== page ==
Best Tools For Lawyers?

The ABA Model Rules of Professional Conduct, including the ethical standards contained in Rule 5.1 [Duties Toward Persons Represented by Appointees] and Rule 1.3 [Diligence], provide a comprehensive and detailed framework for the conduct of legal practice. It is important to note that while these rules apply to all lawyers, they address only some aspects of lawyer conduct which are within the scope of their representation. Some other issues such as conflicts of interest or breaches of confidentiality are addressed elsewhere in this manual or in state law or regulation, but not here because they are outside the scope of this book.[2]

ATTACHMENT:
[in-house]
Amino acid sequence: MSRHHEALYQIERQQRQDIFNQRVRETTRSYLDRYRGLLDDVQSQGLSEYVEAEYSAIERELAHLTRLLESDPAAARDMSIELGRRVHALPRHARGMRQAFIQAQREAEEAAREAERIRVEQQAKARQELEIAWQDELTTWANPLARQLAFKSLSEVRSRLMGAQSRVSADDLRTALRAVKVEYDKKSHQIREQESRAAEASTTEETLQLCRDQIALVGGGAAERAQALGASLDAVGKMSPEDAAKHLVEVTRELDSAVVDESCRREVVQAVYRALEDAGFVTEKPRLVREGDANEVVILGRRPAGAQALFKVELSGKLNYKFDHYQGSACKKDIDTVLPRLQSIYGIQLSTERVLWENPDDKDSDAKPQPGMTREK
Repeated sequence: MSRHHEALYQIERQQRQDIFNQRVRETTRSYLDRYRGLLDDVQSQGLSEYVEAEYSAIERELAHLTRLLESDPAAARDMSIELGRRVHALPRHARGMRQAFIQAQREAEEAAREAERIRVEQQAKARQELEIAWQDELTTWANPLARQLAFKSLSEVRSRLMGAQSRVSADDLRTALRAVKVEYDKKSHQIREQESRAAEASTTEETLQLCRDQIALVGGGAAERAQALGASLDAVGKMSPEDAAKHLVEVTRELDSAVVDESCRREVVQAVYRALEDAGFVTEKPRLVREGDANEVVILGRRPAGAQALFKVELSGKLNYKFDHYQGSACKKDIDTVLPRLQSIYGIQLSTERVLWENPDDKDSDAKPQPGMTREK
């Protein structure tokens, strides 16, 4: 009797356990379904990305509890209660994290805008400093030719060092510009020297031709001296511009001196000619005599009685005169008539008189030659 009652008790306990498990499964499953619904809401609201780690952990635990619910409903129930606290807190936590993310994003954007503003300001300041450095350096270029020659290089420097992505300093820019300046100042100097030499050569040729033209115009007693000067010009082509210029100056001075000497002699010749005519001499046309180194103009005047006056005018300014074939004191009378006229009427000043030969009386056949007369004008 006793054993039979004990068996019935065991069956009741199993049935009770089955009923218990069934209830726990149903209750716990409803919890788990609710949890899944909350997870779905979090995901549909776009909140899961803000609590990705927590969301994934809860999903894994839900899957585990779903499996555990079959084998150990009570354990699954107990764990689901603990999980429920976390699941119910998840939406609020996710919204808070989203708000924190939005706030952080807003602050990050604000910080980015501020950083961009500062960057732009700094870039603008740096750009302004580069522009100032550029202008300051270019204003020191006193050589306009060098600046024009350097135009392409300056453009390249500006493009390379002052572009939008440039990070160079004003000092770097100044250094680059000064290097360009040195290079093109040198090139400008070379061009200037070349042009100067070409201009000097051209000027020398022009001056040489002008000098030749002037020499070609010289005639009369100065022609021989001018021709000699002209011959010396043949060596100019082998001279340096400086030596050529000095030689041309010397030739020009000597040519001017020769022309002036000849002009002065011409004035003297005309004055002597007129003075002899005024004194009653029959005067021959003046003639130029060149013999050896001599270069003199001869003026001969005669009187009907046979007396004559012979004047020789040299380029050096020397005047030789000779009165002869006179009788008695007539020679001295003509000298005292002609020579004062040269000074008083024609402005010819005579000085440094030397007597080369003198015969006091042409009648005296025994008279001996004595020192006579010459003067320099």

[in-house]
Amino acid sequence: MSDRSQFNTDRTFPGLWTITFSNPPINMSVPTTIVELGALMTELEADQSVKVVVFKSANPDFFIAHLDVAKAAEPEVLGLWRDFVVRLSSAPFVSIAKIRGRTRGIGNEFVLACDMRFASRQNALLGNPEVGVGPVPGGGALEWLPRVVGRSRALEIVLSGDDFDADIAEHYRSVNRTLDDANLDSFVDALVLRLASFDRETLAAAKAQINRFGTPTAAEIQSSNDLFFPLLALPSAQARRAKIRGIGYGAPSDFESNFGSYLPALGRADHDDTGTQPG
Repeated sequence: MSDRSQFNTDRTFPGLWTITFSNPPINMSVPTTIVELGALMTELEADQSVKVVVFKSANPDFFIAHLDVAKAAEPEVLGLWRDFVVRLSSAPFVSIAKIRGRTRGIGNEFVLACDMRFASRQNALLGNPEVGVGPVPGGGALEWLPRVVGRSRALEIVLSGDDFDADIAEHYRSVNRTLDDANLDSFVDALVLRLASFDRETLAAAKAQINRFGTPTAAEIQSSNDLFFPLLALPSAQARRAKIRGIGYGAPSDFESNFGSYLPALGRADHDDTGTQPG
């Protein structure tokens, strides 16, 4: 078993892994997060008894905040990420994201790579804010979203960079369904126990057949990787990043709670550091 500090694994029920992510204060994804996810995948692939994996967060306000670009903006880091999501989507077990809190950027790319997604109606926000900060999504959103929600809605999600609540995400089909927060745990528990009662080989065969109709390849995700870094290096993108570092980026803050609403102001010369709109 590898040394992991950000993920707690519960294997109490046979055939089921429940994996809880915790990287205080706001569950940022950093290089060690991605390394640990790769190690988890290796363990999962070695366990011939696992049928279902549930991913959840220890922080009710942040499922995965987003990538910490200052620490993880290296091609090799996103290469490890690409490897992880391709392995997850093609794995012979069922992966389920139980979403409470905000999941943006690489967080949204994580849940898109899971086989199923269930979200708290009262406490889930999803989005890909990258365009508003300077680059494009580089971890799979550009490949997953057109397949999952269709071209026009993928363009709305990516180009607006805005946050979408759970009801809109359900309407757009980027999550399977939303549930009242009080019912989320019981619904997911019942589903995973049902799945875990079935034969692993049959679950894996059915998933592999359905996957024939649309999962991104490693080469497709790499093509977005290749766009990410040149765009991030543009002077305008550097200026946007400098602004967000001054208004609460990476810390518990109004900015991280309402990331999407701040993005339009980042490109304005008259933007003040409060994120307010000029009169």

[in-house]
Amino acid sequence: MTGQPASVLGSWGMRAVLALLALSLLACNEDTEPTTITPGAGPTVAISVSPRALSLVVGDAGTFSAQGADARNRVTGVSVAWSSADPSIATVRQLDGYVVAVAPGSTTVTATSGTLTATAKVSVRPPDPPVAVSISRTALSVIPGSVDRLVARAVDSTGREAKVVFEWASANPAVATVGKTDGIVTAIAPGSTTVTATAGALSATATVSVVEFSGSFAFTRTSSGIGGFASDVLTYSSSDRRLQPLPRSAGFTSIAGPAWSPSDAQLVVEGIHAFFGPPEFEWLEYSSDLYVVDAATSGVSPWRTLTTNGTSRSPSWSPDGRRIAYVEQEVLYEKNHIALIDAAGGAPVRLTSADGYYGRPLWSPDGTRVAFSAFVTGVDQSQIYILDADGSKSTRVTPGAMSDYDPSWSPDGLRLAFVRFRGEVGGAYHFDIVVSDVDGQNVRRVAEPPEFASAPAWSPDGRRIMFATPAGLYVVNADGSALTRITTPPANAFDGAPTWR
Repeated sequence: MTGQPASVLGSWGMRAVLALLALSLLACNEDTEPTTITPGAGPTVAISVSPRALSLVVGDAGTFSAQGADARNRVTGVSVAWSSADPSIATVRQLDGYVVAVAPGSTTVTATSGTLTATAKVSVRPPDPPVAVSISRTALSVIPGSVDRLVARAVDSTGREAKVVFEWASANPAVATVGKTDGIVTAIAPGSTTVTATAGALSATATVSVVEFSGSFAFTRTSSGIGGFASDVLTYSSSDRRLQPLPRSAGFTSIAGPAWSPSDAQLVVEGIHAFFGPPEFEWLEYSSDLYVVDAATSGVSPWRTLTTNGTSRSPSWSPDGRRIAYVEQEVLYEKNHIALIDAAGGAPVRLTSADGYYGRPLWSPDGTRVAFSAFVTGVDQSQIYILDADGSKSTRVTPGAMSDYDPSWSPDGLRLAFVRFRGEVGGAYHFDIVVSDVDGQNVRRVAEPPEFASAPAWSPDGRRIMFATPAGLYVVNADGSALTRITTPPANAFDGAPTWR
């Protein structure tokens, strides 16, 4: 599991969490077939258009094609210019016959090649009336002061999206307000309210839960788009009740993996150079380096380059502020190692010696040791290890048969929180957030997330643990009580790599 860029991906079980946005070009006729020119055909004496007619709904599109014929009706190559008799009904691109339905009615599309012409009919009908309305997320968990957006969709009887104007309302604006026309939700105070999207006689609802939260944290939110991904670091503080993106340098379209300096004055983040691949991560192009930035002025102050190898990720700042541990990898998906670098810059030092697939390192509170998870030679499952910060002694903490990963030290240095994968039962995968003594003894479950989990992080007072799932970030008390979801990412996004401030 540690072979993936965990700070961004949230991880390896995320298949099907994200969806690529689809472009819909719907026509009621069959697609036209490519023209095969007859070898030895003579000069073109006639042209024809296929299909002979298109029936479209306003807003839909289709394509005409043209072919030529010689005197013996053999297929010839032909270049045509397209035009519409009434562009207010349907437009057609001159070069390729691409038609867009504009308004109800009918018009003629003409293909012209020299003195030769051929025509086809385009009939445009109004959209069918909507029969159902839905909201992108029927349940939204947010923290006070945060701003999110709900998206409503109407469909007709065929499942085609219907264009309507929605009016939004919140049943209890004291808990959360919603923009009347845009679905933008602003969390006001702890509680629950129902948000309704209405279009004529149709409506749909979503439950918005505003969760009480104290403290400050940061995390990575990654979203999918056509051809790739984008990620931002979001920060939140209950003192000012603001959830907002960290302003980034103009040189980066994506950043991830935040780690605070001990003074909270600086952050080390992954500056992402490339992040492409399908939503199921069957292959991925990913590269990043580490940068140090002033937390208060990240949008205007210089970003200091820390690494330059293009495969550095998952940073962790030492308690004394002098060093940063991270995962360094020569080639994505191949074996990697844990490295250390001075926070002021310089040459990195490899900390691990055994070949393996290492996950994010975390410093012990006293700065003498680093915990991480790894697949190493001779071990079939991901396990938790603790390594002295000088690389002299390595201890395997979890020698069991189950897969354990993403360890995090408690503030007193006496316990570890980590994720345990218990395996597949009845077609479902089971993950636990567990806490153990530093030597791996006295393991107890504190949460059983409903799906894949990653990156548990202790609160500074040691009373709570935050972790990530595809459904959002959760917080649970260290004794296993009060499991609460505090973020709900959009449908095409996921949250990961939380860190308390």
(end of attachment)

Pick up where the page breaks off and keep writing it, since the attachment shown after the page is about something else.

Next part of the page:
Rules 5.1(a) & (b) provides three different models for governing attorney-client relationships: direct client relationship; agency relationship; and retained professional service model (RPSM). The first model applies when an attorney has no special knowledge regarding his/her own matter, i.e., there is no “factual” information provided to him/her by an independent third party representing another individual who seeks advice from him/her regarding a personal problem unrelated to the factually related case being presented to them by that person’s real counsel. In contrast thereto, under RPSM where one individual represents two clients with regard to separate matters relating directly to each other arising out of common factual circumstances,[3] both parties must be informed about any potential conflicts between their respective interests so that they may take into account those

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